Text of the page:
Crew interaction is the cause of much speculation and both popular and technical commentary. Dire predictions of conflict, mental illness, social dysfunction, and aberrant behavior are common. Mixed gender and international crews are often regarded as being particularly susceptible to such issues. The Mars 160 missions shows that selection of the right people can keep such conflicts to a minimum and that the gender and cultural diversity part of ensuring positive crew performance. For me, most conflict came from outside the crew, not inside. I would have no hesitation doing another long duration missions with the same crew again. A good crew of compatible, hardworking people who are good, respectful friends makes all things possible.

[Dr. Jon Clarke, Crew Geologist]

Having spent about five months in a Mars simulation mission, if there is a word that defines my journey then it is: reinvention. I joined this mission as a Crew Biologist having the sole objective in mind to explore the hidden extreme niches of two disparate Mars analogs and understand how life sustains. But, this simulation is also a matter of your own sustainability. I did not know that until I spent this long time inside our cylindrical home, completely isolated from my loved ones, and being effortlessly merged into a new life regime with my crewmates. So, along with the science I did spending hours in uncomfortable condition of EVAs, it’s also about the science of subtle emotions acknowledging themselves inside the Martian habitat. I think my notes at Sol 92 at the MDRS can describe this intellectual evolution better:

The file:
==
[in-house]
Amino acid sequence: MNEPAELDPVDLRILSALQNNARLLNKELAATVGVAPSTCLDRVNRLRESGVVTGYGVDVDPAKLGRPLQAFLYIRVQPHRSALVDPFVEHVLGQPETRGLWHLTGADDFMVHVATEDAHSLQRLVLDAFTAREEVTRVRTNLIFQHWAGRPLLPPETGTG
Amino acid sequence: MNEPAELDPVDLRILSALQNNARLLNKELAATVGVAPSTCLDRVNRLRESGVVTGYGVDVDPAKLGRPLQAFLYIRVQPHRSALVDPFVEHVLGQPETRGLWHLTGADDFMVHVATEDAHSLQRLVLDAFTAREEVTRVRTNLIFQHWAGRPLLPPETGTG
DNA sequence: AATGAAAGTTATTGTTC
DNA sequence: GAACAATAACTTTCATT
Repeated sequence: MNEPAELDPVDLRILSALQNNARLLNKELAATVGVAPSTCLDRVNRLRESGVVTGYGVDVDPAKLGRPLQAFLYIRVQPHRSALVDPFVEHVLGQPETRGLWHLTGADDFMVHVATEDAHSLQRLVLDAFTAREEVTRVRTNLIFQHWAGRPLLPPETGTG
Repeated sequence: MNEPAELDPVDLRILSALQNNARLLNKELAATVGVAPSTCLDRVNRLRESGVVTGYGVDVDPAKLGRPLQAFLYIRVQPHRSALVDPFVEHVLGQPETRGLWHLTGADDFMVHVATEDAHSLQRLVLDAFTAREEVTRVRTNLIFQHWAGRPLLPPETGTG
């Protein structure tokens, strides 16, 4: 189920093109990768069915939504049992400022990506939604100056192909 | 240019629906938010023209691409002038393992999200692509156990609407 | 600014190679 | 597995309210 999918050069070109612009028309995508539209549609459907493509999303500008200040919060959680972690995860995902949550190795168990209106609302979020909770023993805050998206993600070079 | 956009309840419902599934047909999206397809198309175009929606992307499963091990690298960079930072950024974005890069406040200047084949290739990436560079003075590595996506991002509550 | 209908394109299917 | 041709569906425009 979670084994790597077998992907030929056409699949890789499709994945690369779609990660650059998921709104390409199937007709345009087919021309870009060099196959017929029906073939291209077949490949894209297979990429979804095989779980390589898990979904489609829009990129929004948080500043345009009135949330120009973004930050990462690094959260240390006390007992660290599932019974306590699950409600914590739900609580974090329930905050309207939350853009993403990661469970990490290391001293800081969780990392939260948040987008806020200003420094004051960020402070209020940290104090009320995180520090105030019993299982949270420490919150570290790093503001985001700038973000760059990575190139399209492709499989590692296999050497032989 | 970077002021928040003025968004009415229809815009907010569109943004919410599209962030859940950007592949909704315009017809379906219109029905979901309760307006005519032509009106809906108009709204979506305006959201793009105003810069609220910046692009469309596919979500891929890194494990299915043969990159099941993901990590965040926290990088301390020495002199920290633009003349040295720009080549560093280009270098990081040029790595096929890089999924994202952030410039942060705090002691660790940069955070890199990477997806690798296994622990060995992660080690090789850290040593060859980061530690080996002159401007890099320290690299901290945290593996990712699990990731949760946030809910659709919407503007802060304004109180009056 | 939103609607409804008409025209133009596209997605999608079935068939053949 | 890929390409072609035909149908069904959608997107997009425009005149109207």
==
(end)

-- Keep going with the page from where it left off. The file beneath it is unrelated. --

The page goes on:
“Living in this place, sometimes you feel that you are getting interviewed by your own sensibilities. You think that you are searching Mars, but instead, Mars searches you. I say this because it showed me a new me. You learn to stabilize your emotional fluctuations by inevitably diving into the situational intricacies. But, while witnessing all these nuances of living on Mars, something else dawns on to you. You come to know that Mars limits your extensions in so many ways. As sometimes you feel helpless in absence of required supplies, breakdown of a system, inconsistencies in the communications and coordination with the Earth-based team, merciless weather preventing you from exploration and many more. Because it is Mars, not Earth. It will pose its extremeness on you in some way or the others. You may think that we do have similar limitations on Earth, but they may not be curbed as swiftly and feasibly on Mars as on Earth. Encountering these limitations is also part of this process of humans going beyond the human frailties. You rise. This transition is important. When you are on Mars, it may not be a perfect picture. And when it is not, you have to live with it.”